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Keep The Spirits Up, Son

February 03, 1985|William Wilson

Recently our critic William Wilson set out for Goleta intending to review an exhibition of African art at UC Santa Barbara titled, "I Am Not Myself." When Wilson sat down to write, he was not quite himself. His body seemed to be inhabited by the spirit of a visiting African graduate student studying American folkways. The student wrote a letter home to his mother--which we found so interesting that we ran it on Jan. 20. Now, much to our surprise, we've received a reply from the spectral student's mystical mother, who appears to have taken possession of a local resident, Pamela Weaver. Dear Son,

How wonderful it is to have a letter from you, and to hear of your strange and discouraging experiences with the Euro-American ethnics. I cannot help worrying about your feeling that Euro-Americans do not understand spiritual matters. Of course you are the one who is there, and I am still in Africa.

We have had a white visitor here who has told us stories of his culture. I am passing some of these back to you, hoping they may help you correct or refine your analysis of the people you are studying.

Our visitor told us that although some of American culture does suffer from spiritual ignorance, there are teachers there who understand the powers involved in rituals. Native Americans who are for some reason called "Indians" developed a rich array of spirit symbols which have appeared throughout the traditional daily lives of their tribes. Surely if these "Indians" developed the first American culture, they must have influence in the land. Have you missed them?

Our source spoke of the Southwest Museum, where he said there is curently an exhibit of Canadian and American native "art." Of course only primitives use the word "art," since enlightened people see the spirit in a daily way and do not separate "beauty" from images which are a natural part of life.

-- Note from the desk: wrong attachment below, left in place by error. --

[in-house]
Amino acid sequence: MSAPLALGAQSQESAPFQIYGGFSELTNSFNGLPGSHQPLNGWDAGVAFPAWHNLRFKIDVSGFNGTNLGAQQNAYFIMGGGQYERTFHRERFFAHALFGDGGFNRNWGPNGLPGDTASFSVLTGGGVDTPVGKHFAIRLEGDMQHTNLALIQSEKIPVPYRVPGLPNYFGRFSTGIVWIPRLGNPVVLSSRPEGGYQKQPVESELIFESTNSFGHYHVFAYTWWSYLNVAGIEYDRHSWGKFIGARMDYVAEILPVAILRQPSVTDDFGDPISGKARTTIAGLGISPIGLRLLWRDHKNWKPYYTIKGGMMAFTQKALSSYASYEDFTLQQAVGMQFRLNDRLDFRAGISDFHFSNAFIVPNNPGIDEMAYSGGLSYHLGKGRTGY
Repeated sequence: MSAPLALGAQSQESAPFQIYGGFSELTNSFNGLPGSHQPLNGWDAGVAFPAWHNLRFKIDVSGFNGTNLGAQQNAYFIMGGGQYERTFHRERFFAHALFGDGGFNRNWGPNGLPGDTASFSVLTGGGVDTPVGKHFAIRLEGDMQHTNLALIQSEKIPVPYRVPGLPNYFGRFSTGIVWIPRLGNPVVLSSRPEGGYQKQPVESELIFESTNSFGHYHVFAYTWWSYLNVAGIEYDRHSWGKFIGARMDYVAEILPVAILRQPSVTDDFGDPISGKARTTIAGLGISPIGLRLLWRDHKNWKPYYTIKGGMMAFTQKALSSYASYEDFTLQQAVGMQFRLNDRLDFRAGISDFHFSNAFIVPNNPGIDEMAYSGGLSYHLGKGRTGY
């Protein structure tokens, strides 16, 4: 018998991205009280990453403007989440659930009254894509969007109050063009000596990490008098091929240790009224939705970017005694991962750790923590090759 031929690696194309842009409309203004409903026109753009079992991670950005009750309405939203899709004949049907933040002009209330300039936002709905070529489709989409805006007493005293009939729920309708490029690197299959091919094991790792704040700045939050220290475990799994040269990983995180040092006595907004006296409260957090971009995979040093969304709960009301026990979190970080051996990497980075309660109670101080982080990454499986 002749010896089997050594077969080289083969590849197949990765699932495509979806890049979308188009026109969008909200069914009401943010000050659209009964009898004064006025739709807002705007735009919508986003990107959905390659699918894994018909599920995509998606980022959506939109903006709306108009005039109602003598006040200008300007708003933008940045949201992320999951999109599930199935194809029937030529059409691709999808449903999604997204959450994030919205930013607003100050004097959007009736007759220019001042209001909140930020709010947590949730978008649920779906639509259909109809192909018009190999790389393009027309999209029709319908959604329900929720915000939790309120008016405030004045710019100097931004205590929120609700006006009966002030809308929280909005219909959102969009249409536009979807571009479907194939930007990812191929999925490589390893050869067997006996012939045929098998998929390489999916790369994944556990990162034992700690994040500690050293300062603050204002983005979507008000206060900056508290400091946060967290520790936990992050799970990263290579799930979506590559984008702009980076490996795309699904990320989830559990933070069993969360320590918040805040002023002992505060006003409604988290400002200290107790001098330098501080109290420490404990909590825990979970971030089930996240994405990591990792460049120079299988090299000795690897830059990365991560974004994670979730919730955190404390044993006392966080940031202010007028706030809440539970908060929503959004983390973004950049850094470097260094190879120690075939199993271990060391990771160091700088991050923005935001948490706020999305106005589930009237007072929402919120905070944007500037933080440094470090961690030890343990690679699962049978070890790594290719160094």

Of course, son, you were brought up to know all this intimately. We know that symbols on Native American objects, for instance, were not placed there for decoration. They are powerful symbols of spiritual visions. Baskets, rugs, jewelry and other "art" are extensions of what is seen in the mind's eye during the vision quest which gives birth to adult life. Of course we know that the same designs are also visible in the world around us, painted on rocks and on the sides of mountains where trees cluster in meaningful patterns.

Our visitor explained that exhibits of "art" are necessary because much of the spiritual vision was destroyed in some kind of accident suffered by the "Indians." Canadian whites, he added, are quite familiar with spirit forces and their forms and faces, because totems and other symbols have been preserved and respected in Canada.

Is it true that American "artists" have taken on the role of teachers, whose mission it is to show their people how to see the invisible?

At any rate we all envy you. You, unlike our visitor, must have contact with people who truly have the chance to "make progress." Our visitor was kind enough to bring us one sign of the kind of life you may be living. It is a spirit face on paper that he said is one of the most widely used images in American culture. It evidently represents efficiency, plenty, and feasting. Under the odd symbol is a name: "McDonald's." We hear that this face and name are reaching around the world and that faces like it represent the force of the future. Are you acquainted with this American spirit-god?

Write us soon and report on your travels. Especially inform us about the face of the future. Masks, after all, are power objects, and you are right that we must not use them without knowing what spirit they may invoke.

Wishing you clear vision and good health,

Your loving mother

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